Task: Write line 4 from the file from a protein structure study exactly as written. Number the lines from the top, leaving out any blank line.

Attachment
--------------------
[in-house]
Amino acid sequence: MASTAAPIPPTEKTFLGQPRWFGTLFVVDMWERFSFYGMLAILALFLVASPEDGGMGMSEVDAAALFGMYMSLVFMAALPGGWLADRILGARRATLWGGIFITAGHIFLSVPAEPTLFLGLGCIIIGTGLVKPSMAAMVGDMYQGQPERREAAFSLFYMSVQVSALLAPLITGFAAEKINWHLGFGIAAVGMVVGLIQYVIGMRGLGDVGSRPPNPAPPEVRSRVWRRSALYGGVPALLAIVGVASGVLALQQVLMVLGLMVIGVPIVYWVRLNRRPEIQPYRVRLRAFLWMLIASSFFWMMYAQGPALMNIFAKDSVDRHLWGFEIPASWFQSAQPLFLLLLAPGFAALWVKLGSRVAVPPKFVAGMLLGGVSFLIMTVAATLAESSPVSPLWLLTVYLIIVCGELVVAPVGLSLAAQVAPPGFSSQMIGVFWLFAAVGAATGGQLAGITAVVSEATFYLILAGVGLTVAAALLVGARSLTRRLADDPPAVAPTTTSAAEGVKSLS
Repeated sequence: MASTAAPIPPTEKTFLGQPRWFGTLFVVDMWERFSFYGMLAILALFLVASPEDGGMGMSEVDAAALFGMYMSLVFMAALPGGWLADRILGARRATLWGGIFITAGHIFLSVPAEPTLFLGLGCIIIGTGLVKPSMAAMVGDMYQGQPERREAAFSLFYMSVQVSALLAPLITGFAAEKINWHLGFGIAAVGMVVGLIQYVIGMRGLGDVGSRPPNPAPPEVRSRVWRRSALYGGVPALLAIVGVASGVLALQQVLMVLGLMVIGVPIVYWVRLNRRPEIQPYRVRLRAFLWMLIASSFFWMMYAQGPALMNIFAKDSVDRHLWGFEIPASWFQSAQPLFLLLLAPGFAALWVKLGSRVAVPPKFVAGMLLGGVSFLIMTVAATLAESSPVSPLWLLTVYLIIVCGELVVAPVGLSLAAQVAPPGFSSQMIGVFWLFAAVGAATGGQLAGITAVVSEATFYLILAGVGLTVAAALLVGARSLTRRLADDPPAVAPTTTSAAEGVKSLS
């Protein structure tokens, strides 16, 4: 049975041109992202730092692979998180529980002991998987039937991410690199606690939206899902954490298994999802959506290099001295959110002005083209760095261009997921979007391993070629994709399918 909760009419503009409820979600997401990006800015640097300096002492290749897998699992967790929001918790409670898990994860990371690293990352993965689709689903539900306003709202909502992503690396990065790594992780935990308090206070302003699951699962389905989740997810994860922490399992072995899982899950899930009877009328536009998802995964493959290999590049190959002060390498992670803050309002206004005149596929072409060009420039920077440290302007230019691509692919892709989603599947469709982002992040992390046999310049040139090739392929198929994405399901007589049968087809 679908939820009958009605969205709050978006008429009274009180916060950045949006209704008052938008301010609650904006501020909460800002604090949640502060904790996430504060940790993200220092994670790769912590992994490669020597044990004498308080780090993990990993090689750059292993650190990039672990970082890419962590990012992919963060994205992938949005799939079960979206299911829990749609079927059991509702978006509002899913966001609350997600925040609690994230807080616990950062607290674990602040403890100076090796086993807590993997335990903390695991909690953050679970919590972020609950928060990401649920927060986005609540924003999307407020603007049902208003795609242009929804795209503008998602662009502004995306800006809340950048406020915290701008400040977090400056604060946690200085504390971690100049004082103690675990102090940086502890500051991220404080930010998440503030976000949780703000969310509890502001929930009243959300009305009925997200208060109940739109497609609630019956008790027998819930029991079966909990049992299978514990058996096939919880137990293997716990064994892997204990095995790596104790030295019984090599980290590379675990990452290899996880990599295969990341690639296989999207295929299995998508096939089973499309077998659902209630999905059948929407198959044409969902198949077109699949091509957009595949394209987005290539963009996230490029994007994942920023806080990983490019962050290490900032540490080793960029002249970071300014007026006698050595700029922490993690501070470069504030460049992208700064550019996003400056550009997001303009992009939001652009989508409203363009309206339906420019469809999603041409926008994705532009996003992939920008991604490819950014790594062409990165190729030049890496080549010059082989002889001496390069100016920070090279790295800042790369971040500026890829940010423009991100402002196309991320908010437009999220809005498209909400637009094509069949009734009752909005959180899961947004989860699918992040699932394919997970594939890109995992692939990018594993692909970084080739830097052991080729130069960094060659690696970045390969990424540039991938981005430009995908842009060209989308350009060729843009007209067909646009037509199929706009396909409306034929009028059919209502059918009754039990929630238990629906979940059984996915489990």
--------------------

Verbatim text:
């Protein structure tokens, strides 16, 4: 049975041109992202730092692979998180529980002991998987039937991410690199606690939206899902954490298994999802959506290099001295959110002005083209760095261009997921979007391993070629994709399918 909760009419503009409820979600997401990006800015640097300096002492290749897998699992967790929001918790409670898990994860990371690293990352993965689709689903539900306003709202909502992503690396990065790594992780935990308090206070302003699951699962389905989740997810994860922490399992072995899982899950899930009877009328536009998802995964493959290999590049190959002060390498992670803050309002206004005149596929072409060009420039920077440290302007230019691509692919892709989603599947469709982002992040992390046999310049040139090739392929198929994405399901007589049968087809 679908939820009958009605969205709050978006008429009274009180916060950045949006209704008052938008301010609650904006501020909460800002604090949640502060904790996430504060940790993200220092994670790769912590992994490669020597044990004498308080780090993990990993090689750059292993650190990039672990970082890419962590990012992919963060994205992938949005799939079960979206299911829990749609079927059991509702978006509002899913966001609350997600925040609690994230807080616990950062607290674990602040403890100076090796086993807590993997335990903390695991909690953050679970919590972020609950928060990401649920927060986005609540924003999307407020603007049902208003795609242009929804795209503008998602662009502004995306800006809340950048406020915290701008400040977090400056604060946690200085504390971690100049004082103690675990102090940086502890500051991220404080930010998440503030976000949780703000969310509890502001929930009243959300009305009925997200208060109940739109497609609630019956008790027998819930029991079966909990049992299978514990058996096939919880137990293997716990064994892997204990095995790596104790030295019984090599980290590379675990990452290899996880990599295969990341690639296989999207295929299995998508096939089973499309077998659902209630999905059948929407198959044409969902198949077109699949091509957009595949394209987005290539963009996230490029994007994942920023806080990983490019962050290490900032540490080793960029002249970071300014007026006698050595700029922490993690501070470069504030460049992208700064550019996003400056550009997001303009992009939001652009989508409203363009309206339906420019469809999603041409926008994705532009996003992939920008991604490819950014790594062409990165190729030049890496080549010059082989002889001496390069100016920070090279790295800042790369971040500026890829940010423009991100402002196309991320908010437009999220809005498209909400637009094509069949009734009752909005959180899961947004989860699918992040699932394919997970594939890109995992692939990018594993692909970084080739830097052991080729130069960094060659690696970045390969990424540039991938981005430009995908842009060209989308350009060729843009007209067909646009037509199929706009396909409306034929009028059919209502059918009754039990929630238990629906979940059984996915489990």